At one time, African citizens of former British colonies were recognized as British subjects, and the British government afforded them diplomatic protection.100 However, this practice vanished soon after the Second World War.101 Therefore, Zimbabwe’s commercial farmers may no longer rely on their colonial heritage to establish themselves as British nationals.102

Notwithstanding the demise of this practice, Zimbabwean commercial farmers possessing dual British citizenship may potentially access diplomatic protection.103 To do so, however, these dual citizens must demonstrate that their dominant and effective nationality is that of United Kingdom, not Zimbabwe.104 Determining the dominant and effective nationality of a dual citizen was most recently considered by the Iran-United States Claims Tribunal (Tribunal).105

In Case A/18, the Tribunal was presented with the question of whether individuals possessing dual Iranian/U.S. citizenship were entitled to bring claims against the Iranian government for its expropriation of property.106 Under the 1930 Hague Convention on Nationality, “a [s]tate may not afford diplomatic protection to one of its nationals against a [s]tate whose nationality such person also possesses.”107 Thus, dual citizens were traditionally precluded from seeking diplomatic protection against a state of which they were a citizen.108 The Tribunal, however, analyzed the development of international law with respect to nationality after the Second World War.109 Noting two key decisions, the Tribunal held that claimants must be evaluated on a case-by-case basis to determine their “dominant and effective nationality.”110 Under this test, the Tribunal would evaluate several factors to determine the nationality of claimants, including their habitual residence, the center of their interests, their family ties, their participation in public life, and attachment shown by them for a given country and inculcated in their children.111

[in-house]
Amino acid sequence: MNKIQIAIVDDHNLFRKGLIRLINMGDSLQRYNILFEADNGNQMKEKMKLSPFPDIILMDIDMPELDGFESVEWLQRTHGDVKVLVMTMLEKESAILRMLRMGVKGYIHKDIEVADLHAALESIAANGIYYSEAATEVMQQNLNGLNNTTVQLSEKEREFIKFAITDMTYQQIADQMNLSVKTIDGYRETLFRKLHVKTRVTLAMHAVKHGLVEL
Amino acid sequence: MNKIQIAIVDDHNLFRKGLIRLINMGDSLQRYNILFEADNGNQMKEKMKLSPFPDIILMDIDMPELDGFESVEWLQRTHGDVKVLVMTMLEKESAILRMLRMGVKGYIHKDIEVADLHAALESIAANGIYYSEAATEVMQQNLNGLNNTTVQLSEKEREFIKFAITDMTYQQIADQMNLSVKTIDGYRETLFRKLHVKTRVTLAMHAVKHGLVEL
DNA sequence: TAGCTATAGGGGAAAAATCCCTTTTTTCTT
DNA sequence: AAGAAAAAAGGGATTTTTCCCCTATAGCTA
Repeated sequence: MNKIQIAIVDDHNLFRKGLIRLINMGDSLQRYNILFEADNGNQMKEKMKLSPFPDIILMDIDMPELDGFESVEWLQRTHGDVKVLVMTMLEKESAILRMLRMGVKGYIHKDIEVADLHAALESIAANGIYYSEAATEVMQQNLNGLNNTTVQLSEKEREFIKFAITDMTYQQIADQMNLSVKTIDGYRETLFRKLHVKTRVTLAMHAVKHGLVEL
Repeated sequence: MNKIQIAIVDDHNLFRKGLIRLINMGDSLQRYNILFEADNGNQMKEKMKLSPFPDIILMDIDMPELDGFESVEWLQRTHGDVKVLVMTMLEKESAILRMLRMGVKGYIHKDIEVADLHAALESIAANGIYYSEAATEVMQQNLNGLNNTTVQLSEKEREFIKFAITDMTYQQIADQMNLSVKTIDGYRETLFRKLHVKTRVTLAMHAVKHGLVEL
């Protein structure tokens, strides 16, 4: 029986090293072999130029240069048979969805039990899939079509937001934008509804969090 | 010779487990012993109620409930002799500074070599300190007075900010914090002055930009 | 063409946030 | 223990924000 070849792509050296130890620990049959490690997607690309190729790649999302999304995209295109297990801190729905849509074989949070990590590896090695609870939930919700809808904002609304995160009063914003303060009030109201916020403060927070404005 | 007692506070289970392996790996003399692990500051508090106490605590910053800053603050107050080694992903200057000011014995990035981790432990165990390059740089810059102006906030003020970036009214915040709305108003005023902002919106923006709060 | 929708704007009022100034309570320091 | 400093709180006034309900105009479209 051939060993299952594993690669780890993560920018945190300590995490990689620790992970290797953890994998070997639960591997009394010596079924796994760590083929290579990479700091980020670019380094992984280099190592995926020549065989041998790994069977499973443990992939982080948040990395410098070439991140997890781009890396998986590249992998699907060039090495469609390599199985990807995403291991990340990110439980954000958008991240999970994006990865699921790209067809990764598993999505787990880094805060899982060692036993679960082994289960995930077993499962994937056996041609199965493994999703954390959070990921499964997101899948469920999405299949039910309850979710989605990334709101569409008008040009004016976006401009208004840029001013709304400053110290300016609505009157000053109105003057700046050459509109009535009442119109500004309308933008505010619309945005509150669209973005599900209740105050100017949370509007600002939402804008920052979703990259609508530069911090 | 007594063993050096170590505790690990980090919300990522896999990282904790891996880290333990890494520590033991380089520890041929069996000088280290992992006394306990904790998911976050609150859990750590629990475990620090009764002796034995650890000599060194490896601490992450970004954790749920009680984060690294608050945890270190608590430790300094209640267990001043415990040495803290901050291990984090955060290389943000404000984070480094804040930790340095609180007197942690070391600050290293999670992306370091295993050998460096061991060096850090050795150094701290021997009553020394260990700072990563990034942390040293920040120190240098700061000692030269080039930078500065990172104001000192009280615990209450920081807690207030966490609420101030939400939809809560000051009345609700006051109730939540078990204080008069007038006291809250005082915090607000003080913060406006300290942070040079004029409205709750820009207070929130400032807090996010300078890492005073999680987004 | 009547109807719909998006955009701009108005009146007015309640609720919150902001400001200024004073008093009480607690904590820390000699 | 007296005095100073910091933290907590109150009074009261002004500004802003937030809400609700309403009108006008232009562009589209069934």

Unfortunately, under this test, most commercial farmers with dual citizenship will probably be found to have their dominant and effective nationality tied to Zimbabwe.112 Since farming is a land intensive occupation, most commercial farmers have likely established their center of interests and family ties in Zimbabwe.113 Although colonial heritage at one time may have been significant, it is no longer a factor considered when determining one’s nationality.114 Thus, diplomatic protection will largely be unavailable as a recourse in international law for Zimbabwe’s commercial farmers.115


The “fast track” land reform plan has stripped thousands of commercial farmers of their land and livelihoods. The failure of Zimbabwe’s municipal law to protect private property rights leaves international law as the final arbiter of justice. Unfortunately, the only two applicable principles of international law offer little in the way of protection or remedy. Although some international human rights documents recognize private property ownership, factors such as Cold War ideological tensions and “claw-back” clauses have left the right vaguely articulated and substantively meaningless. Conversely, even those commercial farmers lucky enough to have dual British/Zimbabwean citizenship will likely not be able to seek diplomatic protection. Commercial farming is an occupation so intrinsically tied to Zim[*PG172][*PG171]babwe’s land that establishing a dominant and effective nationality of another state is nearly impossible.